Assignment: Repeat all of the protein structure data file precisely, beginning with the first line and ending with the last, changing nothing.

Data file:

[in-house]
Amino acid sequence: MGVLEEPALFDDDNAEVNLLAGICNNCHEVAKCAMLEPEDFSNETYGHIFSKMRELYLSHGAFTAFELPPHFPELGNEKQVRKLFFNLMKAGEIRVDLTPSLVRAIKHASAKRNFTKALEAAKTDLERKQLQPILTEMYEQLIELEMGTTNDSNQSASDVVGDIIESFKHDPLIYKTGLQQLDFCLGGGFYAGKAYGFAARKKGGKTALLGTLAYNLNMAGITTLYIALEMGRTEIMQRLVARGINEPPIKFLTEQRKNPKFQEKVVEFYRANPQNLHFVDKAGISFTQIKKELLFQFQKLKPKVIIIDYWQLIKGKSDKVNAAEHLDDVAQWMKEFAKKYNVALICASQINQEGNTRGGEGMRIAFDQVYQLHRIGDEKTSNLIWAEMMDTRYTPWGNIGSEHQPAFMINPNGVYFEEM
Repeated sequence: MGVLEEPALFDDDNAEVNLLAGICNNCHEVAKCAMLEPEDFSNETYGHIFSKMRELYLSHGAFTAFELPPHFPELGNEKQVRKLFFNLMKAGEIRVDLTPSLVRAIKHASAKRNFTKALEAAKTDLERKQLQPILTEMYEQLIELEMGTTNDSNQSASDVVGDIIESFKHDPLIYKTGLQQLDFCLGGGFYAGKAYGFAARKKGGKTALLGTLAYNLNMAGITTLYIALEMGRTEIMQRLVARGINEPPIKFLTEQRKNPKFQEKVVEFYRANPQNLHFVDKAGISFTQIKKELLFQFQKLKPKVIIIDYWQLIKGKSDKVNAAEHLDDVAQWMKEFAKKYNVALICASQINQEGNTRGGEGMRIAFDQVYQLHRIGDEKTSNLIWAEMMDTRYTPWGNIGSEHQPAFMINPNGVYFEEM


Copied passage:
[in-house]
Amino acid sequence: MGVLEEPALFDDDNAEVNLLAGICNNCHEVAKCAMLEPEDFSNETYGHIFSKMRELYLSHGAFTAFELPPHFPELGNEKQVRKLFFNLMKAGEIRVDLTPSLVRAIKHASAKRNFTKALEAAKTDLERKQLQPILTEMYEQLIELEMGTTNDSNQSASDVVGDIIESFKHDPLIYKTGLQQLDFCLGGGFYAGKAYGFAARKKGGKTALLGTLAYNLNMAGITTLYIALEMGRTEIMQRLVARGINEPPIKFLTEQRKNPKFQEKVVEFYRANPQNLHFVDKAGISFTQIKKELLFQFQKLKPKVIIIDYWQLIKGKSDKVNAAEHLDDVAQWMKEFAKKYNVALICASQINQEGNTRGGEGMRIAFDQVYQLHRIGDEKTSNLIWAEMMDTRYTPWGNIGSEHQPAFMINPNGVYFEEM
Repeated sequence: MGVLEEPALFDDDNAEVNLLAGICNNCHEVAKCAMLEPEDFSNETYGHIFSKMRELYLSHGAFTAFELPPHFPELGNEKQVRKLFFNLMKAGEIRVDLTPSLVRAIKHASAKRNFTKALEAAKTDLERKQLQPILTEMYEQLIELEMGTTNDSNQSASDVVGDIIESFKHDPLIYKTGLQQLDFCLGGGFYAGKAYGFAARKKGGKTALLGTLAYNLNMAGITTLYIALEMGRTEIMQRLVARGINEPPIKFLTEQRKNPKFQEKVVEFYRANPQNLHFVDKAGISFTQIKKELLFQFQKLKPKVIIIDYWQLIKGKSDKVNAAEHLDDVAQWMKEFAKKYNVALICASQINQEGNTRGGEGMRIAFDQVYQLHRIGDEKTSNLIWAEMMDTRYTPWGNIGSEHQPAFMINPNGVYFEEM